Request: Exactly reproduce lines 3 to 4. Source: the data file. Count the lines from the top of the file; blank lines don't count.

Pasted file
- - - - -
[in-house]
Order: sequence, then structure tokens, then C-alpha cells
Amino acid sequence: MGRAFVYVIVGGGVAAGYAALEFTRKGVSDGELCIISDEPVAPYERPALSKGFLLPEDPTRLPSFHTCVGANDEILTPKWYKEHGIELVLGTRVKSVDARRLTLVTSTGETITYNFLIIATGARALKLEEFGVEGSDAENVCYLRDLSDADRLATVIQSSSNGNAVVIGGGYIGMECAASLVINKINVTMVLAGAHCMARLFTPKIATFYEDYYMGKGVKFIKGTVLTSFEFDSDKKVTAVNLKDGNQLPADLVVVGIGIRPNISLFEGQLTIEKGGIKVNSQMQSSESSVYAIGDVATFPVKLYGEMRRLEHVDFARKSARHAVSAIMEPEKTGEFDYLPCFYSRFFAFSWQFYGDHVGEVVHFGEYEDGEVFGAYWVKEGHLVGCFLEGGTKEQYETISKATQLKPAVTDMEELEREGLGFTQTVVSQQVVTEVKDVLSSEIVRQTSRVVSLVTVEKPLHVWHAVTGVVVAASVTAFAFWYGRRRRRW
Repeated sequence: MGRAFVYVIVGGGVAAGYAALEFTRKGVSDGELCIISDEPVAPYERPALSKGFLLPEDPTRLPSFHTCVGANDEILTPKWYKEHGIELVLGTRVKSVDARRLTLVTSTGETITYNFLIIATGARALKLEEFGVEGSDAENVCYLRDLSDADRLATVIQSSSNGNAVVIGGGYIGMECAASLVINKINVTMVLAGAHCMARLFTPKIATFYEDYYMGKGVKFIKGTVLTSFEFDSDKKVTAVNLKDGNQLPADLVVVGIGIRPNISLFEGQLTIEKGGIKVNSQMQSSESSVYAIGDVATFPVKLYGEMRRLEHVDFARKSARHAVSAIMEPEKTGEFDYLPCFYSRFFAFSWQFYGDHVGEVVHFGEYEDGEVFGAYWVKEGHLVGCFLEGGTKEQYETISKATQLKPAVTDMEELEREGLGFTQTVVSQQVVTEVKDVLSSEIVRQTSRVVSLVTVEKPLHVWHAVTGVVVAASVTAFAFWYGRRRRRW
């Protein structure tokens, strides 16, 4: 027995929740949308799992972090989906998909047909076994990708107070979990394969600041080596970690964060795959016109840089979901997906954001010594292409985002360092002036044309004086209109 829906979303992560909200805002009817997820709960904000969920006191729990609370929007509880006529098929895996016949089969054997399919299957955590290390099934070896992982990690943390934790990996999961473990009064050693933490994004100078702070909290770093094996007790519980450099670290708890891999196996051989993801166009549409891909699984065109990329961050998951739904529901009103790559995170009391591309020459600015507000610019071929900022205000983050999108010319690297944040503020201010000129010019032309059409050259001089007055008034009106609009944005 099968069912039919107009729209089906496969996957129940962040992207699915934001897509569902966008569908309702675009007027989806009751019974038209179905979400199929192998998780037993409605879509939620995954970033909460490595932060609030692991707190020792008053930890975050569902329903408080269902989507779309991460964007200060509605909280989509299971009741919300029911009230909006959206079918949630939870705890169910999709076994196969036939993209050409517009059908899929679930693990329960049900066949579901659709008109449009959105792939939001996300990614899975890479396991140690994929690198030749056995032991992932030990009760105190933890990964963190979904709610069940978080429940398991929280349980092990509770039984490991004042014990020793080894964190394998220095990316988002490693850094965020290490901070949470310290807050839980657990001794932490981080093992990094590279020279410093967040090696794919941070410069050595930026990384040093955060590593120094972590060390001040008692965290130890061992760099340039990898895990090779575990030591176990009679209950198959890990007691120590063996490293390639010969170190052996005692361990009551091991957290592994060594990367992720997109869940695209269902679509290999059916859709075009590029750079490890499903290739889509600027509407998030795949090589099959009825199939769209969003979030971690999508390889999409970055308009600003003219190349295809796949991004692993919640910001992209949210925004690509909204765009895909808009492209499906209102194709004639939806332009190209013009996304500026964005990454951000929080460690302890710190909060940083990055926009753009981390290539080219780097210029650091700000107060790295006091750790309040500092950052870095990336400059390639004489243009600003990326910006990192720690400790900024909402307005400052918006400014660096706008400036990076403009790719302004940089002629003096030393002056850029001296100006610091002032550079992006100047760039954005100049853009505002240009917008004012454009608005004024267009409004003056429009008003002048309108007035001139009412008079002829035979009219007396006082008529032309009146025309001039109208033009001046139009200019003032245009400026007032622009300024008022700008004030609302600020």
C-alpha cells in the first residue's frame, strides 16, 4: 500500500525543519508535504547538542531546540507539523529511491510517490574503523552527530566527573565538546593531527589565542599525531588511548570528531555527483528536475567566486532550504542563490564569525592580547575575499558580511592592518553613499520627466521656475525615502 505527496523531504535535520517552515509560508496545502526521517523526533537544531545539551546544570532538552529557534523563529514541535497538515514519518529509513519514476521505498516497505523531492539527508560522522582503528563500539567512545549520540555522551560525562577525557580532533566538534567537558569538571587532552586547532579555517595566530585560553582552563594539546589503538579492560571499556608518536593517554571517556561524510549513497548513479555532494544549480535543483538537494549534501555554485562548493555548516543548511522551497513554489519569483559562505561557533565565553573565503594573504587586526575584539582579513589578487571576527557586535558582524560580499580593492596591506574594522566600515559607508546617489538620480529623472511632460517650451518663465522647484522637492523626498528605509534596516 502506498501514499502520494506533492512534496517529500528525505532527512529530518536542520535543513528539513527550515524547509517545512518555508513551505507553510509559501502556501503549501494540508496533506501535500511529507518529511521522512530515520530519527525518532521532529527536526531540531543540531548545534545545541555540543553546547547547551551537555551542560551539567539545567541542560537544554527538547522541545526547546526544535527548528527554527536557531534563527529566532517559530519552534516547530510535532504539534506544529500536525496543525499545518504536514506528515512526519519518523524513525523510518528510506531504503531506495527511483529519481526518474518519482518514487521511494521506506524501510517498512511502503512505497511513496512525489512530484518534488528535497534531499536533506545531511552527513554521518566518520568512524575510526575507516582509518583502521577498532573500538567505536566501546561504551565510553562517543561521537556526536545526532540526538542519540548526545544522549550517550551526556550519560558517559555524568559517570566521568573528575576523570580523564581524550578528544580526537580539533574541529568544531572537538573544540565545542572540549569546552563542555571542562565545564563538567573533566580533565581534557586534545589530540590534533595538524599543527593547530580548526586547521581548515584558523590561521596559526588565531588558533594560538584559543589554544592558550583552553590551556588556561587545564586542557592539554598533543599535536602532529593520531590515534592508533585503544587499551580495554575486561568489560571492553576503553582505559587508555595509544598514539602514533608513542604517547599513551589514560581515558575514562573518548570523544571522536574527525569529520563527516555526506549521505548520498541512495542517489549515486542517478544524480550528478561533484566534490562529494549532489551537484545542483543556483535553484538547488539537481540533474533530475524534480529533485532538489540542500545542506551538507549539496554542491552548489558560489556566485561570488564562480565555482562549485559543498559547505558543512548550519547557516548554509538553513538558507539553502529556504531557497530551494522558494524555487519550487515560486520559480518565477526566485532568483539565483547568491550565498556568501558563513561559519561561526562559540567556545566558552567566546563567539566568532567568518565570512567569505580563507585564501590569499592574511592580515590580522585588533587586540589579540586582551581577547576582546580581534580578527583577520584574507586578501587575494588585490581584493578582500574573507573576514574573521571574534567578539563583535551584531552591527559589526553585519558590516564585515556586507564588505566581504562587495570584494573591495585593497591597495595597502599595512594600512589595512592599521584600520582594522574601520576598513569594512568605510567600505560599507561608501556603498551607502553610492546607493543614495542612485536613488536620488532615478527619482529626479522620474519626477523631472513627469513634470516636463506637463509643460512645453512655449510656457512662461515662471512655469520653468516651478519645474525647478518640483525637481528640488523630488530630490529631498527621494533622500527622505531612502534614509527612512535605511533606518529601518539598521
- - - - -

Amino acid sequence: MGRAFVYVIVGGGVAAGYAALEFTRKGVSDGELCIISDEPVAPYERPALSKGFLLPEDPTRLPSFHTCVGANDEILTPKWYKEHGIELVLGTRVKSVDARRLTLVTSTGETITYNFLIIATGARALKLEEFGVEGSDAENVCYLRDLSDADRLATVIQSSSNGNAVVIGGGYIGMECAASLVINKINVTMVLAGAHCMARLFTPKIATFYEDYYMGKGVKFIKGTVLTSFEFDSDKKVTAVNLKDGNQLPADLVVVGIGIRPNISLFEGQLTIEKGGIKVNSQMQSSESSVYAIGDVATFPVKLYGEMRRLEHVDFARKSARHAVSAIMEPEKTGEFDYLPCFYSRFFAFSWQFYGDHVGEVVHFGEYEDGEVFGAYWVKEGHLVGCFLEGGTKEQYETISKATQLKPAVTDMEELEREGLGFTQTVVSQQVVTEVKDVLSSEIVRQTSRVVSLVTVEKPLHVWHAVTGVVVAASVTAFAFWYGRRRRRW
Repeated sequence: MGRAFVYVIVGGGVAAGYAALEFTRKGVSDGELCIISDEPVAPYERPALSKGFLLPEDPTRLPSFHTCVGANDEILTPKWYKEHGIELVLGTRVKSVDARRLTLVTSTGETITYNFLIIATGARALKLEEFGVEGSDAENVCYLRDLSDADRLATVIQSSSNGNAVVIGGGYIGMECAASLVINKINVTMVLAGAHCMARLFTPKIATFYEDYYMGKGVKFIKGTVLTSFEFDSDKKVTAVNLKDGNQLPADLVVVGIGIRPNISLFEGQLTIEKGGIKVNSQMQSSESSVYAIGDVATFPVKLYGEMRRLEHVDFARKSARHAVSAIMEPEKTGEFDYLPCFYSRFFAFSWQFYGDHVGEVVHFGEYEDGEVFGAYWVKEGHLVGCFLEGGTKEQYETISKATQLKPAVTDMEELEREGLGFTQTVVSQQVVTEVKDVLSSEIVRQTSRVVSLVTVEKPLHVWHAVTGVVVAASVTAFAFWYGRRRRRW